Filipineses


Self-discovery in Cebu

The tanim-bala scare that had magnified into an obsessive search for the most secure luggage and body wallet for my sister and me, chewed up a third of our travel budget to Cebu last January. Add to that, one with extra space for safe-food packages and emergency pills for allergies, especially from anything ingested. 

How comforting to find out that we didn’t have monopoly of such irrationality—at YVR, our fellow pilgrims also streamed in, pushing gigantic versions of our ultra-streamlined unbreakable medium-sized luggage. All nodding acquaintances of each other at Holy Rosary Cathedral or in our parishes, we high-fived that early evening, flushed with anticipation to attend the 51st (and second in the Philippines) International Eucharistic Congress; except for a few who had gone to the spiritual event held every four years, most of us would be first-timers.

Asked by my sister what to expect in a congress, I hesitated to share what I recall of the few I had attended—possibly ho-hum stretches of talks and plenary sessions. But from the hefty kit handed to us on our arrival, the schedule had seemed daunting instead, with chanted prayers, Holy Masses, catechesis, and witnessing. We had taken on the identity of “delegates” by then, with an ID bracelet to be worn even in sleep, also a laminated tag with our name and country in bold font.

None of my imaginings humored me from hereon: Not the danger-laced daily trek through hot and dusty streets to get to the proceedings—a cop-escorted luxury coach fetched us from and took us back to the hotel; or the staid picture I had of the John Paul II Pavilion—the open-walled congress site, with cloth panels for a ceiling turned out cheery, even roaring and jubilant. In it, swarmed 15,000 delegates daily, possibly more, as well as hundreds of religious, mostly Filipinos, including the Papal Legate Charles Cardinal Bo, bishops, archbishops and cardinals from Asia, Africa, Europe, and North America, singing, praising, and applauding.

And soon we relaxed into just being ourselves, focusing cameras, clicking for selfies, crisscrossing aisles to find washrooms, and at lunch on Styrofoam boxes, picnicking, swapping food and life stories, and, yes, texting—all amid impassioned catechesis and homilies, which always extolled the Filipinos’ unabashed “love for the Eucharist.” We had formed a family by Day Two, with our seatmates on both sides, marking in the vastness our space but lost our fellow Vancouverites since.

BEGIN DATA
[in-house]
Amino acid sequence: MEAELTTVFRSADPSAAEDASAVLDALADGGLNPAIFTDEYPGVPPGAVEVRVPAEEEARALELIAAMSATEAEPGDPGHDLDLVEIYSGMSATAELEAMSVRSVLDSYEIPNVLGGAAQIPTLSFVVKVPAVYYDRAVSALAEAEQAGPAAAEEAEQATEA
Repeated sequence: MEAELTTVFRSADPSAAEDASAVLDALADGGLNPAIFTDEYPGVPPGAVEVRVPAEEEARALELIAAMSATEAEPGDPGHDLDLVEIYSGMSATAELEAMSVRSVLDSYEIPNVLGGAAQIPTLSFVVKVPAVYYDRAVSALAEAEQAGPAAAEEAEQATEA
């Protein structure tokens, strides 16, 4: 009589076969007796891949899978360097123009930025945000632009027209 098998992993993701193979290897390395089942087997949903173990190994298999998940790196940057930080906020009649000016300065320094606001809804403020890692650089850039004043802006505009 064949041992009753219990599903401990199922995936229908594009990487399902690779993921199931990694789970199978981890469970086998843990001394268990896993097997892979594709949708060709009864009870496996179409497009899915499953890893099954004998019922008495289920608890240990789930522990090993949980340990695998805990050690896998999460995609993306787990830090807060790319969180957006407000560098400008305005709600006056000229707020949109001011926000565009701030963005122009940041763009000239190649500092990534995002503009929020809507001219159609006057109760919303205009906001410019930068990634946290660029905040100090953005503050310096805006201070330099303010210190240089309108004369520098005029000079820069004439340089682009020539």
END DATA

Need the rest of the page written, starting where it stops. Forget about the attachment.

From Day One, we whirled non-stop with events like visits to the city’s churches, a barrio fiesta, and on to the last three days, which ended physically grueling. Take these: a five-kilometer sunset-to-evening procession of the Eucharist that ballooned to an estimated million, which though, with fat candles, not a strand of hair got singed. Next, a concelebrated Holy Mass on a seething afternoon that sent us up the topmost bleacher seats of the Cebu City Sports Complex, which former Cebu Archbishop Ricardo Cardinal Vidal officiated for 5,000 first communicants, himself one such at the 1937 congress in Manila.

The concluding rites at Statio Orbis (Stations of the World) way out next door to the humungous SM Seaside, in five of the 25 hectares, where a template of the San Pedro Calungsod Shrine’s altar served the occasion, again got inundated by another estimated 1 million Cebuanos, among whom my sister and I managed to squeeze in, shaded by tall umbrella-bearing women. On only two occasions, two fainted from the heat; all seemed drunk with an inexplicable sense of simply flocking together in response to Christ’s “convocare” for supper, as Luis Cardinal Tagle described it.

The congress would be, for my sister, a burst of self-discovery: herself moaning in grief with every TFC news of disaster, crime, abuse and neglect, causing endless poverty, she finally realized why we, Filipinos, indeed, survive—we do possess an incredible gift, nay, blessing of incorrigible joy, apparently inimitably ours.